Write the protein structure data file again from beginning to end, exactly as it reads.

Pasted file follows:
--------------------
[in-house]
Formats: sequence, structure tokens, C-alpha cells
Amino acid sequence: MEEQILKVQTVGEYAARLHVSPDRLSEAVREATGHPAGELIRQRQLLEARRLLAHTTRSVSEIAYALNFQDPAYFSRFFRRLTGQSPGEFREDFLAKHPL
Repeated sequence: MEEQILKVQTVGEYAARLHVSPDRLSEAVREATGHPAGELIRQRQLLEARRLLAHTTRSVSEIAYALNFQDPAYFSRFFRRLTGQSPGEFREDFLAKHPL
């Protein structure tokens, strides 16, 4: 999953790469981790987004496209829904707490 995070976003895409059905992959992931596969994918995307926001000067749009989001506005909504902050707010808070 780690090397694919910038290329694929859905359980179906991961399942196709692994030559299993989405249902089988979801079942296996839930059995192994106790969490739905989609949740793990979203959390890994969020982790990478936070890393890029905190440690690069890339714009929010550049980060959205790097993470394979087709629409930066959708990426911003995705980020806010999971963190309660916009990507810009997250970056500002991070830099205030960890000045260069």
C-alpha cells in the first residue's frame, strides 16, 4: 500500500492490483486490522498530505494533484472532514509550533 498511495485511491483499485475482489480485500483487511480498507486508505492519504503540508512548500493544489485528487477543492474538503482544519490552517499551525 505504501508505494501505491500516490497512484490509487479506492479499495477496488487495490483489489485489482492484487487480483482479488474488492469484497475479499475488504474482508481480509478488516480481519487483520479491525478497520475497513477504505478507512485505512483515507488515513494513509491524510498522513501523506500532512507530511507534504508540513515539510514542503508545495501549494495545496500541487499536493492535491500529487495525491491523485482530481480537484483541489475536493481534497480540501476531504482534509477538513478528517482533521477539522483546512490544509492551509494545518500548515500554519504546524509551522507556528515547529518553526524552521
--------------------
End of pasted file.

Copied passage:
[in-house]
Formats: sequence, structure tokens, C-alpha cells
Amino acid sequence: MEEQILKVQTVGEYAARLHVSPDRLSEAVREATGHPAGELIRQRQLLEARRLLAHTTRSVSEIAYALNFQDPAYFSRFFRRLTGQSPGEFREDFLAKHPL
Repeated sequence: MEEQILKVQTVGEYAARLHVSPDRLSEAVREATGHPAGELIRQRQLLEARRLLAHTTRSVSEIAYALNFQDPAYFSRFFRRLTGQSPGEFREDFLAKHPL
């Protein structure tokens, strides 16, 4: 999953790469981790987004496209829904707490 995070976003895409059905992959992931596969994918995307926001000067749009989001506005909504902050707010808070 780690090397694919910038290329694929859905359980179906991961399942196709692994030559299993989405249902089988979801079942296996839930059995192994106790969490739905989609949740793990979203959390890994969020982790990478936070890393890029905190440690690069890339714009929010550049980060959205790097993470394979087709629409930066959708990426911003995705980020806010999971963190309660916009990507810009997250970056500002991070830099205030960890000045260069």
C-alpha cells in the first residue's frame, strides 16, 4: 500500500492490483486490522498530505494533484472532514509550533 498511495485511491483499485475482489480485500483487511480498507486508505492519504503540508512548500493544489485528487477543492474538503482544519490552517499551525 505504501508505494501505491500516490497512484490509487479506492479499495477496488487495490483489489485489482492484487487480483482479488474488492469484497475479499475488504474482508481480509478488516480481519487483520479491525478497520475497513477504505478507512485505512483515507488515513494513509491524510498522513501523506500532512507530511507534504508540513515539510514542503508545495501549494495545496500541487499536493492535491500529487495525491491523485482530481480537484483541489475536493481534497480540501476531504482534509477538513478528517482533521477539522483546512490544509492551509494545518500548515500554519504546524509551522507556528515547529518553526524552521